Front to back Jenny Gray, Anitra Luree Isler, Dan Levy, Ben Good and Andrew O’Brien. Photo courtesy of Northwestern University’s School of Education and Social Policy

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Five Evanston Township High School students who won a hip-hop design challenge traveled to Washington, D.C., for a day of design workshops and a performance by hip-hop artist Nas. The design challenge was offered online by ARTSEDGE, the Kennedy Center’s arts education program, in cooperation with Northwestern University’s FUSE program and the Chicago-based Digital Youth Network.

The challenge invited all Chicago and Evanston teens ages 15 to 19 to call upon their own artistic voice to design T-shirts or 3-D printed jewelry inspired by the five elements of hip-hop culture: graffiti, DJ-ing, rap, breakdancing and knowledge.

NU-ETHS Partnership Coordinator Kristen Perkins worked with ETHS staff to encourage students to submit their original designs in the challenge. The contest information was shared in ETHS classrooms and on the school’s social media sites. The hip-hop design challenge winners from ETHS were Jenny Gray – “Knowledge”; Dan Levy – “Graffiti”; Ben Good – “Spirit”; Andrew O’Brien – “Voice”; and Anitra Luree Isler – “Art.” Margaret Waldron of Northwestern University’s School of Education and Social Policy told the RoundTable that she added the titles to the students’ works “based on their artist statements,” since the teens themselves did not give titles to their works.

During the Washington trip, the ETHS students attended the Kennedy Center for workshops on graffiti design and the critical theory of hip-hop, as well as a live performance by Nas, celebrating the 20th anniversary of his album “Illmatic.” In addition, the students toured Washington monuments and visited the Hirschhorn Museum and Sculpture Garden

The winning hip-hop-inspired designs may be viewed at

Students Reflections on Their Designs

With their designs, each student submitted a short piece describing what aspect of hip-hop resonated with him or her.

In his submission, Ben Good wrote, “I wrote the word ‘SPIRIT’ because I believe that whenever someone creates visual art or music, they put their spirit into it and really put their own personality into whatever they are creating. I am celebrating graffiti because it is something that I love to do, that really shows what I find beautiful, and is the art that I find the most moving. I have always loved looking at pictures of graffiti from all over the world. I love the way in which no writers have the same style. I think that inspired me to write the word ‘SPIRIT.’” 

Andrew O’Brien (“Voice”) wrote, “The design celebrates the graffiti element of hip hop. When I first started writing I felt so good and I couldn’t figure out why. It took me a while to figure out it was because I had never expressed myself in such a free and raw way. Graffiti gave me a voice where I could express myself in a way that would otherwise be impossible to do. That is the thing I love the most about hip hop. It gives me a creative voice unlike any other.”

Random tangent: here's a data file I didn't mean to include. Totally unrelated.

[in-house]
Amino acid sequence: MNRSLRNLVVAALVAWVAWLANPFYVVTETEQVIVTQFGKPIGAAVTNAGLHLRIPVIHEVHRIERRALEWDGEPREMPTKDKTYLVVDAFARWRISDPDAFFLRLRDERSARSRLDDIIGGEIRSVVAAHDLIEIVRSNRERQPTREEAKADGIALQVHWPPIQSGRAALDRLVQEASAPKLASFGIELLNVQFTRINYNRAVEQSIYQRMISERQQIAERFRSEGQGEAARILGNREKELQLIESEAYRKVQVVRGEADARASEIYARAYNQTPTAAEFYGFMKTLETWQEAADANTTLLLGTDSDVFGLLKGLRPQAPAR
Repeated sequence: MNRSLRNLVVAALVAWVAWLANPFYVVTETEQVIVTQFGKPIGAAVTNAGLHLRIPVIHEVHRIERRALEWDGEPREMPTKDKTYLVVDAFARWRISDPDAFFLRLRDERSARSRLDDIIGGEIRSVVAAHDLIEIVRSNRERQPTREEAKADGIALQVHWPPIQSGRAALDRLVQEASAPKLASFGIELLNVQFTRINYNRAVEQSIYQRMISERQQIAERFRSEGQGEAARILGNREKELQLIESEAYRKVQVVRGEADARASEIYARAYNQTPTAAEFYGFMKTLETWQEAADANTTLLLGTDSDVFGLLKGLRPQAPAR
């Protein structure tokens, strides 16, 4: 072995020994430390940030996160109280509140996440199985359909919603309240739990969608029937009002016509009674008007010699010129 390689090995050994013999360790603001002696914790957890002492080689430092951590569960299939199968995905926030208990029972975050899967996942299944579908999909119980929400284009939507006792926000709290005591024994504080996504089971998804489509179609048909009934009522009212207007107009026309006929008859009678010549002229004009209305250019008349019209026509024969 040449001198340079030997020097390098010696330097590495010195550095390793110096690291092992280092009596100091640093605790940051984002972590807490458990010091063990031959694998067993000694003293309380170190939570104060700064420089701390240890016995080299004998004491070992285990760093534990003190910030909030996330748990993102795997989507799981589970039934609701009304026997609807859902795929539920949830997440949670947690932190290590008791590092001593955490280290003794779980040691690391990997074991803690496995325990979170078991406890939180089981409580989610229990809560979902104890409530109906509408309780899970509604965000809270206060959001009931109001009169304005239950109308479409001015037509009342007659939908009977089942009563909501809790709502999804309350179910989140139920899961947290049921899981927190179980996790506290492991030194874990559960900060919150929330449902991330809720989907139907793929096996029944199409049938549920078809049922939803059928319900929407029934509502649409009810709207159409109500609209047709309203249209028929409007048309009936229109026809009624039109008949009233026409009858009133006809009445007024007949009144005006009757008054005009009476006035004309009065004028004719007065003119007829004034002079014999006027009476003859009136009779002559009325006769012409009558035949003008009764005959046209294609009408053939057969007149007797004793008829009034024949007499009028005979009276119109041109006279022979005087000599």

About “Graffiti” Dan Levy wrote: “My design celebrates what is, to me one of the most important aspects of hip hop culture. Graffiti not only brings life to barren walls and underpasses, but lets kids such as me realize that we have a potential to do something great.  One of my favorite things about writing is the inspiration that comes from generations of writers before me, in my hometown, and other parts of Illinois, and how their styles influence mine. Even better, being able to paint with some of the guys I look up to is one of the most amazing and inspirational things I can think of. Even though I may have only been writing for a few years, some of my best relationships have been built through graffiti, and I know those relationships will definitely influence the adult that I grow into.  

Anitra Isler wrote, “Since I have an old soul I thought I bring a  modern and contemporary feel to the past. As for the element that I’m representing I chose Art. The whole hip-hop world was based upon art. The art of movement and motion –  the way a person could have so much control and power when dancing – art and influence of a verse; even the art of collaboration and togetherness. During my senior year I chose to take a global dance class. One of our final units happened to be a hip hop unit. It was something you had to be free with … Yes you’d have control, but [you] had to know how to have fun if you wanted your moves to come across the way you imagined, and I dug that. So my piece was inspired by that ‘fun vibe’ you get when you finally feel free and comfortable in that moment.” 

Jenny Gray wrote about “Knowledge”: “When making this piece, I read about the hip hop element of knowledge. I kept circling back to Bambaataa’s quote about negativity and positivity. 

All around me, positivity and negativity often comes in the form of verbal exclamations. A mean word or the act of putting someone down really has an effect. But so does a kind compliment or the act of standing up for someone else.

I filled speech bubbles to represent the negativity and flowers to represent the growth of positivity. Like wildflowers, positivity adds color and brightness to our lives and, like flowers, can spread and grow. 

My message is ‘Embrace positivity! Combat negativity!’ We can do these things through hip hop culture.”